While ‘programmatic’ and ‘native’ were the buzzwords being thrown about at Adweek, we went to some great talks that put some substance behind the buzz and threw up some new ideas. We’ll be sharing some of our selected highlights over the next few days…
Monday saw Bruce Daisley from Twitter and Neil Mortensen from Thinkbox share their new research, and proving that a combination of TV+Twitter punches above its weight in building an emotional connection between brands and people. Using Thinkbox’s need state model for TV viewing, they highlighted that people in a ‘lean back’ state are ‘meerkatting’. Sadly nothing to do with Aleksandr or Sergei, videos showed people flicking their attention between the TV screen and companion screen (usually phone or tablet) in rapid succession.
The good news for brands is that this multiscreening helps to keep people in the rooms for the broadcast ads. But we got more excited about people in ‘lean forward’ mode. We know we’re social animals and we like to chat about a programme while it’s on. That’s nothing new, but Twitter is extending this to a wider ‘virtual sofa’ with people following the hashtag feed while they watch. If anyone watched the final ‘First Dates’ episode last week, they’ll agree that the feed can make a programme much funnier (tiny man with short man syndrome says ‘you’re as attractive as a giant ant’ – #Really?) Comedy and reality shows have a steady flow of conversation throughout while Twitter commentary tends to book-end dramas (when we hunker down to concentrate on Homeland, we’re not in the mood to chat). If brands can find an appropriate way to join the conversation, go for it. The timely ‘Should have gone to Specsavers’ comment when referee Andre Marriner red-carded Kieran Gibbs instead of Alex Oxlade-Chamberlain in Arsenal’s recent football match against Chelsea, it was a great example of how the rewards a brand can reap from a well-timed tweet (Specsavers later gained 5,800 retweets and 7,600 Facebook likes when it became the Sun headline).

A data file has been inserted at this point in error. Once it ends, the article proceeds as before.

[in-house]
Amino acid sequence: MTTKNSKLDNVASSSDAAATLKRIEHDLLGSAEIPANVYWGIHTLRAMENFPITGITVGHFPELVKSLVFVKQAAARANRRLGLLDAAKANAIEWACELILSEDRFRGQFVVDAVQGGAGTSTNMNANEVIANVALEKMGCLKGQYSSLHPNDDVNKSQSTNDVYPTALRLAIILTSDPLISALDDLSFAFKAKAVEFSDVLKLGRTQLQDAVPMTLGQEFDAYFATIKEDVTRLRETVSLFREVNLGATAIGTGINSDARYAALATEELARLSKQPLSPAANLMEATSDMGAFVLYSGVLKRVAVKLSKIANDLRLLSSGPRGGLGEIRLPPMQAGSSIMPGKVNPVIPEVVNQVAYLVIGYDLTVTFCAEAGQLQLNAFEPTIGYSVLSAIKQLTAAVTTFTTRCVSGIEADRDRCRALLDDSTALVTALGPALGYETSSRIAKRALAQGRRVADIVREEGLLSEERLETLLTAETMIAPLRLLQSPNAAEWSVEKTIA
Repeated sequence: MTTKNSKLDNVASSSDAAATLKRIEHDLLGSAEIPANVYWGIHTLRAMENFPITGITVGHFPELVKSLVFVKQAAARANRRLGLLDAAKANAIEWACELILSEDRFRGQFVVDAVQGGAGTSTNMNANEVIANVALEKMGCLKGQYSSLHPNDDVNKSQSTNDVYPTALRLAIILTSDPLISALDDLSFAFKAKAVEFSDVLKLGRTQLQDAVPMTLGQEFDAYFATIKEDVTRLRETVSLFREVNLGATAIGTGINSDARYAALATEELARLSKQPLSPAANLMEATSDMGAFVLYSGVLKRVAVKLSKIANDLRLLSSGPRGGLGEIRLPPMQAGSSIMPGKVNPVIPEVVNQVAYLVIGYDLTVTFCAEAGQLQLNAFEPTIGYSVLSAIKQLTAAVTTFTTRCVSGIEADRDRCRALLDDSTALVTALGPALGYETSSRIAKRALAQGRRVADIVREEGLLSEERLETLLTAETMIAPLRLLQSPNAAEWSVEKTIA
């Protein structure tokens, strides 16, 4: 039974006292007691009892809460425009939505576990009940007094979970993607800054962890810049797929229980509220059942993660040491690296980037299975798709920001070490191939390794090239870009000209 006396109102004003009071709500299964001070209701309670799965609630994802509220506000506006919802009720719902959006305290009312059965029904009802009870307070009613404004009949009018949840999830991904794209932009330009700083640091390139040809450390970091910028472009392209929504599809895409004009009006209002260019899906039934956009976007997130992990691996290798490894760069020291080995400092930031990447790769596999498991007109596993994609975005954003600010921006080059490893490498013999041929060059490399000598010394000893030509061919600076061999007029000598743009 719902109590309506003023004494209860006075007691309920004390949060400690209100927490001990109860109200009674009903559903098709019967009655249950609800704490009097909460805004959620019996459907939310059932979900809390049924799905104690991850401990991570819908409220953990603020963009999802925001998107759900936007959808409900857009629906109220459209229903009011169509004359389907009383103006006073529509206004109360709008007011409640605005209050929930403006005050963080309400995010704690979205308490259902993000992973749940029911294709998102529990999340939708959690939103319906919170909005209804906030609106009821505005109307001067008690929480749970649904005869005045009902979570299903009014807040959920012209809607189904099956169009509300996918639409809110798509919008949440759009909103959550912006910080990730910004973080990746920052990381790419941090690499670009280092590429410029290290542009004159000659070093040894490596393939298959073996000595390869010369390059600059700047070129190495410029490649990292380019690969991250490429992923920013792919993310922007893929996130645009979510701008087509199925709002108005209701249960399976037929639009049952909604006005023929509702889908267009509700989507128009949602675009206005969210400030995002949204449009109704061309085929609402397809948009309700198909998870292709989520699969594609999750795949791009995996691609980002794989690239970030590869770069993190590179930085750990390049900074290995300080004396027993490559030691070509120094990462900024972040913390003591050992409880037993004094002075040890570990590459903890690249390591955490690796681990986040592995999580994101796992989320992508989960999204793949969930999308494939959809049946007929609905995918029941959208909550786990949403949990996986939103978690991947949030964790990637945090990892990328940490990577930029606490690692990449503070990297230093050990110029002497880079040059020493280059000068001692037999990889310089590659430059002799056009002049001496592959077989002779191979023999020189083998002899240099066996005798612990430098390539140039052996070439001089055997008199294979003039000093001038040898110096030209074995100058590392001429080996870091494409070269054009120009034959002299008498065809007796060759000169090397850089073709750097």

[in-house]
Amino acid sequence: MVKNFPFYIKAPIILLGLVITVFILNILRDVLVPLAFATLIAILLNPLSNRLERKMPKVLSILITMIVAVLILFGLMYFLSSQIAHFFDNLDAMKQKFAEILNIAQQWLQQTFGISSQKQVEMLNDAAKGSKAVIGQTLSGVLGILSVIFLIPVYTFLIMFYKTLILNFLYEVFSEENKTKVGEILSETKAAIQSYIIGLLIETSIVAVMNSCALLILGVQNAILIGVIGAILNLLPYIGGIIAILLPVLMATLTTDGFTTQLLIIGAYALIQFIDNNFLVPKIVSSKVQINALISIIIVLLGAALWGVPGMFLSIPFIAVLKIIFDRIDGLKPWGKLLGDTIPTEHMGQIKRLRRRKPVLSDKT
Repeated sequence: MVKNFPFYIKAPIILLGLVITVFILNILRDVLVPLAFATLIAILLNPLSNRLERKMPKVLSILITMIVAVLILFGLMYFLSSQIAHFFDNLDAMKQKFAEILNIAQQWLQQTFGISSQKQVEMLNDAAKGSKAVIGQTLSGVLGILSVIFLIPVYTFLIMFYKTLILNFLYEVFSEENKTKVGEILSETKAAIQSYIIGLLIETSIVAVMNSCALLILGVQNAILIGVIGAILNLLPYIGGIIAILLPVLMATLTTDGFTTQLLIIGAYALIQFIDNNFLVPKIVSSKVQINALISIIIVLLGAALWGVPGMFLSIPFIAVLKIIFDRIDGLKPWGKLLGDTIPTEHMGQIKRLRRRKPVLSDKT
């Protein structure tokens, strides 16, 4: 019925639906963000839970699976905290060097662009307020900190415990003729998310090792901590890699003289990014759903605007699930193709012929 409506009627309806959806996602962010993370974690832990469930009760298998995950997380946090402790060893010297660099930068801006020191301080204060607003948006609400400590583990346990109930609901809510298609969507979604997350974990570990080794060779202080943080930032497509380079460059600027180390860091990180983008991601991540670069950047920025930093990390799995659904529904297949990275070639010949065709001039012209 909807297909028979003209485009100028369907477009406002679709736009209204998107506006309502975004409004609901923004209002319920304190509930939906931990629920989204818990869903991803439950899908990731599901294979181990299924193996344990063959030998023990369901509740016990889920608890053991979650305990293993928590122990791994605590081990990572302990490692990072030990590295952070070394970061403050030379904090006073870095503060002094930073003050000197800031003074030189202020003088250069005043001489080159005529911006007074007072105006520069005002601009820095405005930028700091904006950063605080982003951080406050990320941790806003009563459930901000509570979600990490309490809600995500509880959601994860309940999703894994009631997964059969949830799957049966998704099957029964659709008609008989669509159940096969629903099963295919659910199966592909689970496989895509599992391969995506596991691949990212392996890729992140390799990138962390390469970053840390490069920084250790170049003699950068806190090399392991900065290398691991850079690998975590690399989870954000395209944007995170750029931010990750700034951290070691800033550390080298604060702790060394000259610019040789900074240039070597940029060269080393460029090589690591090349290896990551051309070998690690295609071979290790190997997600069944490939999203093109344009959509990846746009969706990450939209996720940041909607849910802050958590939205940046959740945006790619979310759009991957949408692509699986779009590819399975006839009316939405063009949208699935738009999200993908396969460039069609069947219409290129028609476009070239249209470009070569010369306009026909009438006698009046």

Bruce and Neil then went a step further to show that TV+Twitter can tangibly shift brand metrics. A Sainsbury’s case study showed that while TV alone drove 4% increase in emotional response to the brand, TV+Twitter drove 21% increase. For purchase intent, the stats jumped from 8% to 21% respectively.
So the upshot of all this is that as planners we need to understand peoples’ moods when they’re watching a particular programme, and help people discover content and conversation on social platforms. While we like to think our comments are unique to us (and us a unique wit), the reality is that commentary for a repeated programme is scarily similar with the same ebbs and flows. So for repeat programmes or series with a standard formula, we can plan commentary to some extent while remaining open to simultaneous opportunities. Facebook claims to deliver the same engaging chat but with much higher reach, but we’d like to see such comprehensive research to back this up.